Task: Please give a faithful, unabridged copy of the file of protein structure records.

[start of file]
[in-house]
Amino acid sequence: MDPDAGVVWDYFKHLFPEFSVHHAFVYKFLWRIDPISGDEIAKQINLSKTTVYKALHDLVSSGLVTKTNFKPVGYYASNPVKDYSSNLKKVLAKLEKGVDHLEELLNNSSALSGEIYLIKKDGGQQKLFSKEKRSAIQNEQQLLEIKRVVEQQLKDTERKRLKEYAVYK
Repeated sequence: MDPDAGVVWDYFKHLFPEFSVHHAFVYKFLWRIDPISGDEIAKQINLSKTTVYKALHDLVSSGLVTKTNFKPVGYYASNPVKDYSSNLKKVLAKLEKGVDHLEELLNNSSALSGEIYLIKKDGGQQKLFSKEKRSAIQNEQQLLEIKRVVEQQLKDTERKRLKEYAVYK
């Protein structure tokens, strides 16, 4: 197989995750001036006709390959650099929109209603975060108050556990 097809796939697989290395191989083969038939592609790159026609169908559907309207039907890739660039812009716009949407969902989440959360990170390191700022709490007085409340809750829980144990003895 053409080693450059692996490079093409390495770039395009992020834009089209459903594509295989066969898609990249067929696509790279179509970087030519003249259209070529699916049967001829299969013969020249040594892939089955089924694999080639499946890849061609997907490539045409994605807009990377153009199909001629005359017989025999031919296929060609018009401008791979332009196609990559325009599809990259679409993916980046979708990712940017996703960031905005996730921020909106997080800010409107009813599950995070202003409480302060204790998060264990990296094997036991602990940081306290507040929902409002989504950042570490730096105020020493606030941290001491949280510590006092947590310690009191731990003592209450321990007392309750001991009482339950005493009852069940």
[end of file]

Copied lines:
[in-house]
Amino acid sequence: MDPDAGVVWDYFKHLFPEFSVHHAFVYKFLWRIDPISGDEIAKQINLSKTTVYKALHDLVSSGLVTKTNFKPVGYYASNPVKDYSSNLKKVLAKLEKGVDHLEELLNNSSALSGEIYLIKKDGGQQKLFSKEKRSAIQNEQQLLEIKRVVEQQLKDTERKRLKEYAVYK
Repeated sequence: MDPDAGVVWDYFKHLFPEFSVHHAFVYKFLWRIDPISGDEIAKQINLSKTTVYKALHDLVSSGLVTKTNFKPVGYYASNPVKDYSSNLKKVLAKLEKGVDHLEELLNNSSALSGEIYLIKKDGGQQKLFSKEKRSAIQNEQQLLEIKRVVEQQLKDTERKRLKEYAVYK
């Protein structure tokens, strides 16, 4: 197989995750001036006709390959650099929109209603975060108050556990 097809796939697989290395191989083969038939592609790159026609169908559907309207039907890739660039812009716009949407969902989440959360990170390191700022709490007085409340809750829980144990003895 053409080693450059692996490079093409390495770039395009992020834009089209459903594509295989066969898609990249067929696509790279179509970087030519003249259209070529699916049967001829299969013969020249040594892939089955089924694999080639499946890849061609997907490539045409994605807009990377153009199909001629005359017989025999031919296929060609018009401008791979332009196609990559325009599809990259679409993916980046979708990712940017996703960031905005996730921020909106997080800010409107009813599950995070202003409480302060204790998060264990990296094997036991602990940081306290507040929902409002989504950042570490730096105020020493606030941290001491949280510590006092947590310690009191731990003592209450321990007392309750001991009482339950005493009852069940």